Stocks pared losses after Greece’s finance minister said yesterday’s approval of a bailout means the nation is tied to the euro area. Toll Brothers Inc. (TOL) and KB Home dropped more than 2.7 percent to pace a slump in homebuilders. Dell Inc. (DELL) sank 6.1 percent as its sales forecast missed estimates. Financial shares had the biggest decline in the S&P 500 among 10 groups, falling 1.1 percent. Gannett Co. (GCI), the owner of 82 newspapers including USA Today, surged 4.4 percent as it will boost its dividend.
The S&P 500 retreated 0.1 percent to 1,360.89 at 2:19 p.m. New Yorktime, paring an earlier loss of as much as 0.5 percent. The Dow Jones Industrial Average declined 1.25 points, or less than 0.1 percent, to 12,964.44 after the 30-stock gauge rose above 13,000 (INDU)yesterday for the first time since 2008.
“You can ride this, but you’ve got to be very careful and sit near the exit,” David Darst, the New York-based chief investment strategist at Morgan Stanley Smith Barney, said in a telephone interview. His firm has $1.6 trillion in client assets. “Most of the economies are slowing. Earnings will be slowing. The market is overbought on a short-term basis.”
Stocks fell as purchases of previously owned homes climbed to a 4.57 million annual rate, less than forecast, data from National Association of Realtors showed. European services and manufacturing output unexpectedly shrank in February. China’s manufacturing may shrink for a fourth month, according to data from HSBC Holdings Plc and Markit. Fitch Ratings lowered Greece’s credit rating and said a default is highly likely.
Equities pared losses as Greek Finance Minister Evangelos Venizelos said yesterday’s decision by euro area finance ministers to approve a second rescue package for the country bound Greece to the euro and the euro area. Greece sealed a 130 billion-euro ($170 billion) bailout package by agreeing yesterday to austerity measures while reducing its bond principal by 53.5 percent as investors swap into new securities with longer maturities and lower coupons.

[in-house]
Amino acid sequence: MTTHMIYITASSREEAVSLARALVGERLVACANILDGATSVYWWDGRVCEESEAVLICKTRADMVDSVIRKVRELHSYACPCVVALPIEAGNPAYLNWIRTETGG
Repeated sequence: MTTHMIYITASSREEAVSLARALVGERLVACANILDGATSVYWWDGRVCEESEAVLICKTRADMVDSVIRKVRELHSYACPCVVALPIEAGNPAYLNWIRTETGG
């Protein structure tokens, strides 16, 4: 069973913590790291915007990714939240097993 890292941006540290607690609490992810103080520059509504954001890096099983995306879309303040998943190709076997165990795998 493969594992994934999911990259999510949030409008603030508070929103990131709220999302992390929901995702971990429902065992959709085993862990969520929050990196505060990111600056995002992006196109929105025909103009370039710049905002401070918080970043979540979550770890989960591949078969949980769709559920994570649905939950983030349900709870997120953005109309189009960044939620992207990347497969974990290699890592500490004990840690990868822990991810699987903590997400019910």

The S&P 500 yesterday failed to hold above its April 2011 peak of 1,363.61 (SPX), which was the highest level since June 2008. The index has rallied 3.6 percent in February and is poised for a third straight month of gains, the longest streak in a year. The monthly gain has extended this year’s advance to 8.2 percent amid higher-than-estimated U.S. economic data and profits and expectations Europe will tame its crisis.
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Gold futures log their first gain in four sessions Wednesday, as rising tensions between Iran and Israel as well as ongoing uncertainty over Greece’s debt problems buoyed the metal’s safe-haven appeal.
“The time is limited to avoid spreading the euro-zone debt crisis from Greece to countries with a larger economic impact, such as Portugal, Spain and Italy, [and] most of the efforts have been to contain the crisis,” said Jeff Wright, a precious-metals analyst with Global Hunter Securities.
Gold for April delivery rose $10.40, or 0.6%, to settle at $1,728.10 an ounce on the Comex division of the New York Mercantile Exchange. Prices had tallied a three-session decline of more than $23 an ounce.
European Union officials may delay parts or all of the second bailout program for Greece until after expected April elections in that country, according to a Reuters report.
“The situation in Europe is causing huge global uncertainties,” said David Beahm, vice president at precious-metals retailer Blanchard & Co.
“Even if Greece’s problems are solved, there are three or four more countries that are on the verge of needing the same type of help,” he added. “The problem is no one has the money to help, therefore the [European Central Bank] is going to have to print billions of euros to fight the debt problems Europe is facing.”
At the same time, “the geopolitical issues in the Middle East, specifically between Iran and Israel, are supporting the price of gold as well,” Beahm elaborated. “Gold is acting as a safe haven for what could be a situation that gets way out of control.”
Gold’s gains Wednesday came as Asian and European markets got a lift after Gov. Zhou Xiaochuan of the People’s Bank of China voiced optimism that Europe can overcome its sovereign-debt crisis and said that China will expand investments in the euro zone.
“If events spiral out of control, even with [People’s] Bank of China intervention, I can see how the euro currency dissolves or the more stable Northern European countries allow for a controlled default by Greece, Portugal and Spain,” said Global Hunter Securities’ Wright.